We compared the bacterial community compositions of all the samples from this study (excluding the anoxic Gotland stations) with reference samples from the stagnant situation in winter 2009, which covered also those area of potential inflow water origin (Skagerrak, Belt Sea, Western Baltic) as well as the same locations as in this study (Arkona and Bornholm Basins) (Herlemann et al., 2016). The non-metric multidimensional scaling (NMDS) plot (Bray–Curtis dissimilarity) of the bacterioplankton community composition revealed a clear clustering of the respective bacterial communities according to their location (Figure 5A). The more saline stations from the Skagerrak, Kattegat, Belt Sea, and Western Baltic (reference 2009) were clearly separated from stations in the Arkona and Bornholm Basins. Samples from this study (Figure 5A, red symbols) clustered together for the Arkona and Bornholm Basins, slightly separated from samples from the reference study of 2009 (Figure 5A, blue symbols). The Bornholm samples from 2009 spread more widely whereas those from this study (including samples from the inflow and uplifted waters) were more tightly clustered (Figure 5A). A more detailed look at only the Bornholm Basin samples from this study showed the clear separation of the rRNA- and rDNA-based compositions on the first coordinate, with no overlap. Further, both the rRNA- and rDNA- based bacterial community compositions of the inflowing and uplifted water bodies were separated on the second coordinate (Figure 5B). To visualize the relationship between the variability in the community composition and the features of the water mass, the physicochemical parameters were plotted in the NMDS ordination as fitting environmental variables (only the Bornhom Basin, Supplementary Figure 3). The variation in community composition correlated with differences in salinity and oxygen (higher in the inflow water) and partly also with nutrient levels (higher in the uplifted water). Alpha diversity was significantly higher in the samples from the Arkona and Bornholm Basins obtained in this study than in all reference samples from 2009 (Supplementary Figure 4). A direct comparison of the inflowing and uplifted water masses revealed that for most stations diversity (OTU number and ShannonH) was slightly higher in the inflowing than in the uplifted water, both with the rDNA and the rRNA analyses (Supplementary Figure 5). Only the Gotland samples, containing anaerobic communities, deviated strongly from the other stations, showing a strongly reduced diversity (Supplementary Figure 5).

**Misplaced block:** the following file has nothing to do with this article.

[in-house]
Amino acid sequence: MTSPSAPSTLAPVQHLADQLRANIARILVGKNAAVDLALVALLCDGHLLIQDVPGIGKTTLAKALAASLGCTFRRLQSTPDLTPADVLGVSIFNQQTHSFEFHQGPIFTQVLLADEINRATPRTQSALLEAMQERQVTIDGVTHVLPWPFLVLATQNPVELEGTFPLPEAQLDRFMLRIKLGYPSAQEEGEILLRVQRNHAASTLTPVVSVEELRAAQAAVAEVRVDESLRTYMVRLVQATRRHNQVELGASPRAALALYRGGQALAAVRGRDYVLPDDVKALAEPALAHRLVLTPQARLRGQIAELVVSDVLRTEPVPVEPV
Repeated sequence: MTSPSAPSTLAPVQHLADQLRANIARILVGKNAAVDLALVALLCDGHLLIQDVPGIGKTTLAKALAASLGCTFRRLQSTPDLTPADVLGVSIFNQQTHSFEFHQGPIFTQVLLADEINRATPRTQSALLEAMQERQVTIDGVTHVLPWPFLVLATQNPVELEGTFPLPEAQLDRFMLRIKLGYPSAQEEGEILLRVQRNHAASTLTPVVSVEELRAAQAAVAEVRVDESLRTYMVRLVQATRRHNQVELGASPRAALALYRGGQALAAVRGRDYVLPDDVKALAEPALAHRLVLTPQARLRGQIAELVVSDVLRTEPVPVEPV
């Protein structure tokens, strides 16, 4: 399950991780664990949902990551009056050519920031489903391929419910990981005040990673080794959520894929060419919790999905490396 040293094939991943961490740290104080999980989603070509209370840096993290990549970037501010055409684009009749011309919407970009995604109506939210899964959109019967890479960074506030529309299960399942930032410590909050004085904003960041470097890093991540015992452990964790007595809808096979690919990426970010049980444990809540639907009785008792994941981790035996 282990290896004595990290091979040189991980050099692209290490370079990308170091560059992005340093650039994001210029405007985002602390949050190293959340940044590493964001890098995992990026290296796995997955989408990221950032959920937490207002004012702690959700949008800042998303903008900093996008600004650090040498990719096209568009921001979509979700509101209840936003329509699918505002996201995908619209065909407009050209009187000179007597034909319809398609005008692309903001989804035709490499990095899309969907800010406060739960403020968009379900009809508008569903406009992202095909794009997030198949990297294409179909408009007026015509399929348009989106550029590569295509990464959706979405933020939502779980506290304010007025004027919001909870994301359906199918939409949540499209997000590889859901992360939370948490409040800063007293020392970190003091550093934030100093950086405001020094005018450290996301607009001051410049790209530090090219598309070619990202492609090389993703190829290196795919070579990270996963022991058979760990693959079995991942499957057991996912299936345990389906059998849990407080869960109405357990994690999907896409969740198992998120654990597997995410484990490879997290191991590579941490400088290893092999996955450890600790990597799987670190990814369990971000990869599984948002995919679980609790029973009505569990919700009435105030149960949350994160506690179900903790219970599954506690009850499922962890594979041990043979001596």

FIGURE 5. (A) Non-metric multidimensional scaling (NMDS) plots (Bray–Curtis dissimilarity, NMDS stress = 0.1133) of bacterioplankton community composition from different basins of the Baltic Sea, based on the rDNA analysis. The blue symbols represent samples from a reference study (Herlemann et al., 2016), which included the Skagerrak/Kattegat, Belt Sea, Western Baltic, Arkona and Bornholm Basins, and the red symbols samples from this study, including the Arkona and Bornholm Basins. (B) NMDS plot (Bray–Curtis dissimilarity, NMDS stress = 0.1046) of bacterioplankton community composition from the Bornholm Basin (this study only) based on rRNA and rDNA analyses. Full symbols indicate DNA-based and open symbols RNA-based bacterial communities. Dots represent the uplifted water masses and triangles the inflow water. The environmental variables inflow vs. uplifted water masses and rDNA vs. rRNA were added as post hoc vectors to the NMDS graph, representing the correlations between the environmental variables and NMDS scores.